Los Angeles Times

‘War Requiem’: Classical act of defiance in the name of peace

Richard S. Ginell

Can a serious, lengthy, topical piece of contemporary music make an impact beyond the classical music scene and possibly change the world a little bit in doing so? That’s what happened with Benjamin Britten’s unorthodox “War Requiem,” which scored an unlikely immediate hit in 1962.

For James Conlon, who will conduct the “War Requiem” just days after the composer’s 100th birthday, the piece has been a touchstone in his career. He has conducted it on special occasions, such as the 50th anniversary of V-E Day in Paris, and one month after 9/11 in Carnegie Hall. “I can remember the gasp at the end of that performance,” he said about the latter. “I think the ‘War Requiem’ is not only great, it stands and will stand with the great choral masterpieces, right up there with Verdi and Brahms.”

Coinciding with the actual date of Britten’s birthday (Nov. 22, 1913), Conlon will conduct the “War Requiem” in Costa Mesa on Sunday and at Walt Disney Concert Hall on Monday with 400 orchestra and choir members, all students from the Colburn School, USC and other schools.

In 1958, Britten was commissioned to write a piece for the consecration of England’s rebuilt Coventry Cathedral — which was all but destroyed by the German Luftwaffe in WWII. Yet instead of writing a conventional liturgical work, this lifelong pacifist juxtaposed the traditional Requiem Mass with antiwar poems by Wilfred Owen, a young soldier stuck in the trenches of WWI who was killed only a week before the armistice.

As a gesture of reconciliation among three antagonistic WWII European powers, Britten wrote the individual vocal parts for a Russian soprano (Galina Vishnevskaya), a German baritone (Dietrich Fischer-Dieskau) and a British tenor (Britten’s companion, Peter Pears). And he inscribed on the title page of the score Owen’s withering words, “All a poet can do today is warn.”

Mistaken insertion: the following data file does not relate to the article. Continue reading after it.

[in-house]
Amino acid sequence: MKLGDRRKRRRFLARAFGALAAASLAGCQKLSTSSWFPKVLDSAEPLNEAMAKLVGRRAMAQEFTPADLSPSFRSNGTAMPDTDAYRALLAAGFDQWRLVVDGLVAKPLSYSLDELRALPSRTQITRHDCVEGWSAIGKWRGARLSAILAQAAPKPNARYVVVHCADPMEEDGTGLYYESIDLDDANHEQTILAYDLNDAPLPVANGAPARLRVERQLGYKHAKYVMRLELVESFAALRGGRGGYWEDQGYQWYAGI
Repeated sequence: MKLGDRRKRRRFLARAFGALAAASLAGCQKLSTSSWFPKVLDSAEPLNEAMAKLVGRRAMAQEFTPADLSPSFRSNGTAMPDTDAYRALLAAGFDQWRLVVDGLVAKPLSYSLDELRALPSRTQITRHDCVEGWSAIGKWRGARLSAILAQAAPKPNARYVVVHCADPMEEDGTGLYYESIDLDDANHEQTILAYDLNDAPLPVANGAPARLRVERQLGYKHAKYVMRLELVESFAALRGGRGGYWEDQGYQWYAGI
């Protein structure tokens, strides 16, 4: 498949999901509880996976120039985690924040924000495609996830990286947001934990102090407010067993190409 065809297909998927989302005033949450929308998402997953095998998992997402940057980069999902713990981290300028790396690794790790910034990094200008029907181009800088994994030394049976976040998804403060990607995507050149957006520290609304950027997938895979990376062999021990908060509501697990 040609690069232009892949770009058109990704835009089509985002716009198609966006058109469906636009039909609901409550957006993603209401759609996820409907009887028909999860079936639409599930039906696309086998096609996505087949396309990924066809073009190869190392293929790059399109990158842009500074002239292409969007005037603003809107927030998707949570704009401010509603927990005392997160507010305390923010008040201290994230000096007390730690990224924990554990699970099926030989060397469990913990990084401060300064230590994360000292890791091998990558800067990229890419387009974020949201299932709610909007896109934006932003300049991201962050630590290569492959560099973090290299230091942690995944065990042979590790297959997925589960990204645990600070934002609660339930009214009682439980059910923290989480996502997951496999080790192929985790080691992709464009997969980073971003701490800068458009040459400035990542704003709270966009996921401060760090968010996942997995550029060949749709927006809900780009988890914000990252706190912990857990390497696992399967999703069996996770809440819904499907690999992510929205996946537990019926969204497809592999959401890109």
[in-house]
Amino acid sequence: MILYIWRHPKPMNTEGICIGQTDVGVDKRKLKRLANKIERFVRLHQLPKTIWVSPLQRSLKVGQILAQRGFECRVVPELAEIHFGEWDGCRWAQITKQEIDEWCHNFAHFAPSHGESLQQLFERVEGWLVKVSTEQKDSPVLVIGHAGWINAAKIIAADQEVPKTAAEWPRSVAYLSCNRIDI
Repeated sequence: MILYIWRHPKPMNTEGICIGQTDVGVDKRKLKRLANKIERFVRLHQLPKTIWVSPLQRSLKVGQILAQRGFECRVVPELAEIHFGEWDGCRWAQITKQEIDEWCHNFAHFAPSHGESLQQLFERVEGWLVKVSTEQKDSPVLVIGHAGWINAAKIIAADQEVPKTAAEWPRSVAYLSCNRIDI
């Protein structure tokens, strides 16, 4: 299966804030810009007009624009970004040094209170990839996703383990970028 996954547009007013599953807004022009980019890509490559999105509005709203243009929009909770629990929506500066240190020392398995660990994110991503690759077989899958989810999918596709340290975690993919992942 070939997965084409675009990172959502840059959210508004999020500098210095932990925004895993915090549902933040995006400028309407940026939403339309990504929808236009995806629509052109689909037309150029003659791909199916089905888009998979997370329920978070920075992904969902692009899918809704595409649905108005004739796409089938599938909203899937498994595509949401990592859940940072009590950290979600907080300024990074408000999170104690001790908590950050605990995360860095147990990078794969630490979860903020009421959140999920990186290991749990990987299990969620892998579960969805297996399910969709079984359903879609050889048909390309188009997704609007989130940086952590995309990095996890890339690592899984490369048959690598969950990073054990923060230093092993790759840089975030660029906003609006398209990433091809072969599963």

In order to gauge just how far out on a limb Britten was putting himself, one has to understand the times in which the piece was written. The Cold War was peaking; escalating tensions in Berlin, Cuba, Vietnam and other hot spots left little room for pacifism in the international debate; people by and large still trusted whatever the government told them.

So for Britten to use the structure of the Requiem Mass to make an antiwar statement in the face of perceived world opinion was a bold act of defiance.

Yet the people responded. The premiere in Coventry on May 30, 1962, and subsequent performances made enormous emotional impressions on audiences. Although the notoriously unsentimental Igor Stravinsky jeered, “Kleenex at the ready,” critics by and large were bowled over on a first hearing; the Guardian thought the interpolation of Owen’s texts into the Mass was “brilliantly done” and proclaimed it to be “undoubtedly one of Britten’s masterpieces.”

The following year, Britten’s own recording of the “War Requiem” sold 200,000 copies in its first five months of release and reached No. 68 on Billboard’s pop album charts — unbelievable numbers for an expensive, two-LP boxed set of contemporary music (Decca could not provide numbers for total sales to-date). In the wake of the Cuban Missile Crisis, and as opposition to the Vietnam War grew later in the ‘60s, the piece’s pacifistic message undoubtedly resonated and spread among the many who heard it.

Hearing the “War Requiem” today shouldn’t pose problems for listeners who have already lived through the past half-century of contemporary music — and after all, hundreds of thousands got it when it was new. The full orchestra and chorus can thunder with anger and fervor worthy of Verdi, yet the inward intimacy for which Britten is known also can reduce the instrumentation down to a mere thread.